These life skills are essential in the development of strong adults.
Especially those of us and ours’, who are not given, at birth, the ticket to Easier Street.

A thought: None of us grow these essential weapons, by getting what we want, first time round.

I can’t even tell you how many of the hugely successful adults I know who took their time to find their feet.

As the parent of kids, aged from 23 to 16, I have now watched a whole cohort start, stop, swivel, turn back, redo, wallow, stumble, need help, fall and rise. My own included.

In my past life as an employer of thousands, over many years, I never ONCE judged a person who bloodied their nose, or took a few wrong turns, along the way. I never asked a person how long it took them before they arrived at my desk. Not once.

I looked and still look for, creativity, projects completed, work done, thoughtfulness, experience, professionalism, reputation in the people I hire and respect. It is a bit obvious to remind everyone that a person can achieve all of these skills through many different paths and plans apart from Plan A?

(Of course there are some careers like sports star, chanteuse, The Next Harry Styles and Supermodel, which are somewhat different, where time is of the essence, but dealing with disappointment in these careers, could be, if anyone is interested, another post, on another day)

The rest of us have to figure out a way to thrive, with setbacks in a very unfair system, often weighted against us.
Setbacks can, of course, squash, mortally wound and damage a person. But there’s something hugely important as parents we can do to make experiencing them beneficial:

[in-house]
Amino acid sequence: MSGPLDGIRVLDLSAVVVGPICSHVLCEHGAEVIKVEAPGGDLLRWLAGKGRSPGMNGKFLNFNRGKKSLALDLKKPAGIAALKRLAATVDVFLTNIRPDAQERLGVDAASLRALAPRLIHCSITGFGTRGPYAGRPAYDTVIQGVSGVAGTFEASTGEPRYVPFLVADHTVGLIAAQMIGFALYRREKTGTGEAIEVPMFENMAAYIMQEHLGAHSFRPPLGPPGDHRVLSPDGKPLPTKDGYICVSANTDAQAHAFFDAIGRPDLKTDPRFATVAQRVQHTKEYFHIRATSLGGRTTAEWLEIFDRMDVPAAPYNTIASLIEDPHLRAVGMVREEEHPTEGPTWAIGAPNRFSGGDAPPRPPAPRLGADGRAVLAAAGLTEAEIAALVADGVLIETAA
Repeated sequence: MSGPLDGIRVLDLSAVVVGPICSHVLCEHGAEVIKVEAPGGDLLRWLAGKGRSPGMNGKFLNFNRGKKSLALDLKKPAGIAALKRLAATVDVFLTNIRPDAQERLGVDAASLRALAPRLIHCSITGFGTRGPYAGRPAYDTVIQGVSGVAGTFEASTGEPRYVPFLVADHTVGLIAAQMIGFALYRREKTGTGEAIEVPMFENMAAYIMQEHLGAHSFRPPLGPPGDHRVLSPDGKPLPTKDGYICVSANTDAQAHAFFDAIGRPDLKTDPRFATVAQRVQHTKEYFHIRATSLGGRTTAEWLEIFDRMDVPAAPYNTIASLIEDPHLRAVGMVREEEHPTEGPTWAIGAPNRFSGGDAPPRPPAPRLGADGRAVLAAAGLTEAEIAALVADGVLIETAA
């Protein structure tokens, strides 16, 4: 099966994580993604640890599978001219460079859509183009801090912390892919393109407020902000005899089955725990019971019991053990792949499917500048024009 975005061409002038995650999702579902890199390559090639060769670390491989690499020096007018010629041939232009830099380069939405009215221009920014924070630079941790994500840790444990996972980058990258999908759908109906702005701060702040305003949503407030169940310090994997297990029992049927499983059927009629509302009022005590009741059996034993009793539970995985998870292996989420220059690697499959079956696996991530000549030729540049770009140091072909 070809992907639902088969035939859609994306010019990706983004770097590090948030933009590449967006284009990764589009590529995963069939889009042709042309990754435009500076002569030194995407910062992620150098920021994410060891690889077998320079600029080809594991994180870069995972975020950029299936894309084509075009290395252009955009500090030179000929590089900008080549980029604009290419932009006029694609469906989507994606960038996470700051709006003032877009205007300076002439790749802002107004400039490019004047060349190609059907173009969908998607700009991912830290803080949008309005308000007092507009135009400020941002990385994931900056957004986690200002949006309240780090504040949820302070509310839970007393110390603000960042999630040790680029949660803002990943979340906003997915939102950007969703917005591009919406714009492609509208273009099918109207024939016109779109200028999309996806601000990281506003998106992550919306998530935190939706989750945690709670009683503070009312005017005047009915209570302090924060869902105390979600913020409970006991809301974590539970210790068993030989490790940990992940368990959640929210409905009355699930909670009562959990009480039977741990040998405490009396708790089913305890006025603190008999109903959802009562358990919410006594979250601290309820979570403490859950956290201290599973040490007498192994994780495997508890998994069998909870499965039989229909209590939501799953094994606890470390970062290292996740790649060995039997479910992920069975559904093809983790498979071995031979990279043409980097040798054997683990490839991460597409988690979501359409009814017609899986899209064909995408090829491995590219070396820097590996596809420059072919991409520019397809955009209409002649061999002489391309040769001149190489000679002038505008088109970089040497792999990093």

A very important task as our children’s guardians, I think, is to role model optimism, resilience, resourcefulness and most importantly, faith in our offspring’s ability to overcome whatever disappointments they face along the way to adulthood.

The longer I hover over this community (now numbering 50 000!) the more I see the power of positive parental belief in action.

It’s a superpower!

In the absence of privilege or ease of elevation, confidence, patience and perspective, are incredibly precious parenting skills.

Sometimes I think our generation of parents were taught that worry was the currency in which we demonstrated our love for our kids.

The results of Faffing, Catastrophising, Helicoptering, Lawnmowering, Tiger Momming? … I’ve now seen just how damaging and limiting they all are to growth, when viewed over the years.

All the above might grow hot house flowers, but they do not grow sturdy beautiful weeds who can grown through concrete on any busy highway. Here’s to sturdy, beautiful weeds!

I think we could help our kids with a gentle but urgent correction:

As parents, (in the face of our own fear and disappointment,) let’s role model bravery, this year. Let’s demonstrate flexibility and explore other options, if needed, with calm and positivity.

Let’s not let disappointment in our children’s situations, infect their own self-belief? They need us as their cheerleaders, now, more than ever.

If you get bad news in the next few weeks, please take a deep breath? Your family WILL find a way. Maybe it’ll be a plan B or even a Plan WTAF? Through Z.

Struggle is the nature of life: Fiddling with that puzzle until the solution presents itself